Editors Note: In theory, nothing is sure in life, but death and taxes. However, in America, if you’re wealthy enough, taxes may be avoidable ... but even members of the Trump family eventually die (even if it’s not soon enough). Ever think about what your demise is going to involve? I do, and I never really come up with a believable or rational outcome. I guess that’s why there are so many religions, all of which have no clue either.

Searching for the Afterlife

“Faith is an island in the setting sun,
But proof, proof is the bottom line for everyone.”

               Paul Simon


I was told by someone who’d heard it himself that the scariest three-word sentence in the English language is, “You have cancer.” That’s certainly awful, but I think I’ve heard worse. Recently, a cardiologist told me, “Your heart stopped.” Those three words will raze whatever’s left of your youthful sense of immortality, and focus your attention on the long soil siesta to come.

Most of us view the end of life with such trepidation that we’ve evolved all sorts of sectarian, pseudoscientific, metaphysical and paranormal theories about it, none of which is supported by even a shred of evidence. For example, some cybergeeks have suggested that we’re all holograms, with implanted memories, living in a simulation generated by an advanced alien race. We can’t die, because we’re not truly “alive” to begin with.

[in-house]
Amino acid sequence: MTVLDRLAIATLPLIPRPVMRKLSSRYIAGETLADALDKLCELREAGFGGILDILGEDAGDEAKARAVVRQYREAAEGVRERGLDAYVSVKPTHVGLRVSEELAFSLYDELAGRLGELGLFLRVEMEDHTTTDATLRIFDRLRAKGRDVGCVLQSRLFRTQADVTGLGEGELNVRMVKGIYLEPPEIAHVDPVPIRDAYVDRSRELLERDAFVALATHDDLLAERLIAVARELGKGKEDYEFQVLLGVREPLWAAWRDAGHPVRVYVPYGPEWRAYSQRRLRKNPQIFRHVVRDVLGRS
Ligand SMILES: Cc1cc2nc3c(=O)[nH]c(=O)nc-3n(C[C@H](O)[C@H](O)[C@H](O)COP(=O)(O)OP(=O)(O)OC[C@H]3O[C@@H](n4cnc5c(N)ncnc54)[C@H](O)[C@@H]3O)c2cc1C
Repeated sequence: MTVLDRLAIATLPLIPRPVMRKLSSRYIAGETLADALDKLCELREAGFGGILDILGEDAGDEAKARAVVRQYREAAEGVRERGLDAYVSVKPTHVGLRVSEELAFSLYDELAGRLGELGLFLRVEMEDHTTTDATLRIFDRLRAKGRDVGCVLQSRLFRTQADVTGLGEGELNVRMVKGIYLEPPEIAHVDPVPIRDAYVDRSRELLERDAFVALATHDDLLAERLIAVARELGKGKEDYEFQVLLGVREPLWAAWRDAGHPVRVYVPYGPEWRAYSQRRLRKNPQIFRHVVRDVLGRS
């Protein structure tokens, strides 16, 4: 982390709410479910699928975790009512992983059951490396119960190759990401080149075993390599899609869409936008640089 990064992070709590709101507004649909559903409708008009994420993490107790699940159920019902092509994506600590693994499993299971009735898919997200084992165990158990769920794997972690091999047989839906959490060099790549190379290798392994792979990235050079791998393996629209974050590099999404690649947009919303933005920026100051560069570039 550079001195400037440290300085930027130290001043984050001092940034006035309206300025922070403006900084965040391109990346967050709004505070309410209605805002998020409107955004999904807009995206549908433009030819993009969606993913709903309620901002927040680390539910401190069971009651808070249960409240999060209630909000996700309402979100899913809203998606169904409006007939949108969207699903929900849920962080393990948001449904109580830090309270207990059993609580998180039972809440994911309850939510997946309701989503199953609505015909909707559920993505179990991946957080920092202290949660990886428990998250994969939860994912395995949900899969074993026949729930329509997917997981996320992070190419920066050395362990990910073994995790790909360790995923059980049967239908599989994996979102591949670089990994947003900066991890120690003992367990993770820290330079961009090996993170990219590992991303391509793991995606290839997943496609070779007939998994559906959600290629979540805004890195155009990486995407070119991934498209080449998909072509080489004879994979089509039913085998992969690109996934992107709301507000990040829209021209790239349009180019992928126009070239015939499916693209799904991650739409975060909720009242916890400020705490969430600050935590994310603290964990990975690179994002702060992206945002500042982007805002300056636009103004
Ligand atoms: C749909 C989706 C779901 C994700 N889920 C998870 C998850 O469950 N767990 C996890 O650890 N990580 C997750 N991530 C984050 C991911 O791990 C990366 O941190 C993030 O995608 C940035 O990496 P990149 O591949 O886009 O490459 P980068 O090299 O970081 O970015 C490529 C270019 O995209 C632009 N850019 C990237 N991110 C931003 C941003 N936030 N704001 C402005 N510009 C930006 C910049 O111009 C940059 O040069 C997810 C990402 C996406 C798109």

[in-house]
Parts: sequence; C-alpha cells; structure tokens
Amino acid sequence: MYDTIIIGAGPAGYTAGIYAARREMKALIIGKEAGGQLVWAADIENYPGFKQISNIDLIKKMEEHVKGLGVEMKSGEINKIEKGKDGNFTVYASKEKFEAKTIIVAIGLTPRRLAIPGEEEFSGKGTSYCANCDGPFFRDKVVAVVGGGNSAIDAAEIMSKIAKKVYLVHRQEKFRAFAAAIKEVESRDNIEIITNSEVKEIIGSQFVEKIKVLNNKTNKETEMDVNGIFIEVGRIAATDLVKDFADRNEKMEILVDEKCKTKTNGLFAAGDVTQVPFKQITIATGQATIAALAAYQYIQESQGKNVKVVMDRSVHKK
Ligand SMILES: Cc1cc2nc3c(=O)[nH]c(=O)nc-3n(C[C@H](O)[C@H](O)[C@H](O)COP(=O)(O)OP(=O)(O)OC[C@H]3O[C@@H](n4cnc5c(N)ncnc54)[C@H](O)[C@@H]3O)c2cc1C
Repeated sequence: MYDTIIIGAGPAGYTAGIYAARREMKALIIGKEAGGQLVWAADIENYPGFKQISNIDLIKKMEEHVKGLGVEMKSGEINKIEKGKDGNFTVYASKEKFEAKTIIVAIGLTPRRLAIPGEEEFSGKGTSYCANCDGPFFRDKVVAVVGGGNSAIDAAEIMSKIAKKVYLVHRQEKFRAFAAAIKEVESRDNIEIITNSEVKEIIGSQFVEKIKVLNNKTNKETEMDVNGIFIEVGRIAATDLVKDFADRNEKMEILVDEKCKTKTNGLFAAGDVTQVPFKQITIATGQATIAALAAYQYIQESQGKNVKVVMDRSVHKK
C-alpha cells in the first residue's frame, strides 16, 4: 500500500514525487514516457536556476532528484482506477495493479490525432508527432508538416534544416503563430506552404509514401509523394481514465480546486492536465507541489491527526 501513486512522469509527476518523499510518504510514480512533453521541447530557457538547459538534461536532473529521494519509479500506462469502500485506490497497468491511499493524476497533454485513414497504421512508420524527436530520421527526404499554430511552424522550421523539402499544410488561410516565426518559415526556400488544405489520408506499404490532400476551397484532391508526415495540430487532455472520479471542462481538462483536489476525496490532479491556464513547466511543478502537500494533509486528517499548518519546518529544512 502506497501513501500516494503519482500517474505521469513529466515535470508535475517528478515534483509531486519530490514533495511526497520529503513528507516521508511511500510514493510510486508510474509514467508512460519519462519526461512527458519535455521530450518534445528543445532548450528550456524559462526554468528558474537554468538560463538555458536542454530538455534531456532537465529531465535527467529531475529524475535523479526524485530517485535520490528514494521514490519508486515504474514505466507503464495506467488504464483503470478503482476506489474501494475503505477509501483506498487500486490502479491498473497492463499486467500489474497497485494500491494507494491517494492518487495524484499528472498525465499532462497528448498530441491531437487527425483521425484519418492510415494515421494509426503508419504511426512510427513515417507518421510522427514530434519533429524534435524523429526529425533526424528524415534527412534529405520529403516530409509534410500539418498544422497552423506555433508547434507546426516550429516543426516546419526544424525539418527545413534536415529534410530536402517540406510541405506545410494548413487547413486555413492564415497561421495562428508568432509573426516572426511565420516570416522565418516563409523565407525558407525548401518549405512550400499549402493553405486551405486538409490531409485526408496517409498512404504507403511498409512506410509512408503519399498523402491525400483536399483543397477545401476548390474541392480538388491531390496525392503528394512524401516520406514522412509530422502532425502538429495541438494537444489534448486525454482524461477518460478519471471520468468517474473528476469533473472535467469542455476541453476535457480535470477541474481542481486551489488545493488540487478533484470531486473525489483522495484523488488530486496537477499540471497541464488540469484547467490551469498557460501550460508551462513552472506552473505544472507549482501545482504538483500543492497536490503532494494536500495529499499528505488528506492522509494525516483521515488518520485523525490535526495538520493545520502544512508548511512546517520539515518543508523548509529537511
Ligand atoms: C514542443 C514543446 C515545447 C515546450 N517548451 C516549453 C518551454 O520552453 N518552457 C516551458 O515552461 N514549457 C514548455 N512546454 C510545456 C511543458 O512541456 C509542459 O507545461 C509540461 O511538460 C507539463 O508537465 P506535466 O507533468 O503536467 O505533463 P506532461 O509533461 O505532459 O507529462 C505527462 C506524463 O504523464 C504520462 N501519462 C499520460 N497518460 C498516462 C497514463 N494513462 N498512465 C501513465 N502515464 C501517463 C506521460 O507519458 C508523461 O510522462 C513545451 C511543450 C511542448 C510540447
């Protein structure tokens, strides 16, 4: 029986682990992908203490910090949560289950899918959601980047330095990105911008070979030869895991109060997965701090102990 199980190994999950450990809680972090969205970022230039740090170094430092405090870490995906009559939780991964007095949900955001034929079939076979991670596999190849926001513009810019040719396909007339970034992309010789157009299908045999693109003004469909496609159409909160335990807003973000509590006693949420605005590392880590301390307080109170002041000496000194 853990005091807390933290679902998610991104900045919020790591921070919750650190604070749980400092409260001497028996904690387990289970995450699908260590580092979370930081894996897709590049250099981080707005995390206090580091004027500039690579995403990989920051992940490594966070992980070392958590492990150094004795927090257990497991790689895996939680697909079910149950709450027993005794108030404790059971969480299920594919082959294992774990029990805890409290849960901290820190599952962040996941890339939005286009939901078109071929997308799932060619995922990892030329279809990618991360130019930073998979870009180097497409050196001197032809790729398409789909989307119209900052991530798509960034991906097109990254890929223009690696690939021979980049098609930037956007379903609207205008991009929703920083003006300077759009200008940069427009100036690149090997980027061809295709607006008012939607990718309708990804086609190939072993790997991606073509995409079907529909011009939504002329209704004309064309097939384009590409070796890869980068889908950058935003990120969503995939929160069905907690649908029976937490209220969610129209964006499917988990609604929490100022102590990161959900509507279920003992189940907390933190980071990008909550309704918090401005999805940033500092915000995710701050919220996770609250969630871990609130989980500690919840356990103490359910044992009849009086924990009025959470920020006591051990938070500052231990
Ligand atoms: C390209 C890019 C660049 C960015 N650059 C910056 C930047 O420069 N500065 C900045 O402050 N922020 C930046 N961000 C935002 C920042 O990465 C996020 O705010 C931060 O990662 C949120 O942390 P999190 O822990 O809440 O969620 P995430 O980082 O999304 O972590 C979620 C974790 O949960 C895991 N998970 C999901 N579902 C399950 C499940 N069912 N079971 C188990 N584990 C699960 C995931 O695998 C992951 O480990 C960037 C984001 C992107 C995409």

Another bizarre hypothesis is solipsism — the concept that nothing is real beyond the self, and everyone you meet is merely a projection of your own mind. This would make me a demigod, but the idea that I’m psychically generating the world around me seems just a bit too narcissistic. Regardless, any construct purporting to describe the afterlife is bound to be weird and incongruous, because it necessarily involves eternity, and the mind of man is simply too limited to grasp or even efficaciously ponder infinity.

There are an endless number of possible final destinations, but the three most universally embraced are oblivion, reincarnation, and heaven or hell. If someone suddenly revealed he had incontrovertible proof for one of them, and I could bet on what he’d announce, I’d put my money on oblivion. It just seems the most compatible with what I already know about reality.

For nearly all of the 13.7 billion years since the Big Bang, the universe functioned without me. In 65 million BC, 1066 AD and 1950, I simply didn’t exist. However, humans want life to have meaning, and, if, as seems likely, we die like fruit flies and just return to the mindless unconsciousness we inhabited before we were born, then existence ends up being pointless. Meanwhile, the idea that living for a few decades should confer immortality is presumptuous and egotistical. And what in human history would give anyone the idea that life has some deeper significance, or that mankind is entitled to an eternal soul?

Absent an afterlife, consciousness disappears when we die, and everything we’ve ever experienced or might remember evaporates like mist. We also slowly vanish from the world’s collective memory. For example, my paternal grandfather died young, so I’m just about the last person on earth who still remembers him. When I’m gone, he’ll disappear completely. There’s no immortality for the common man.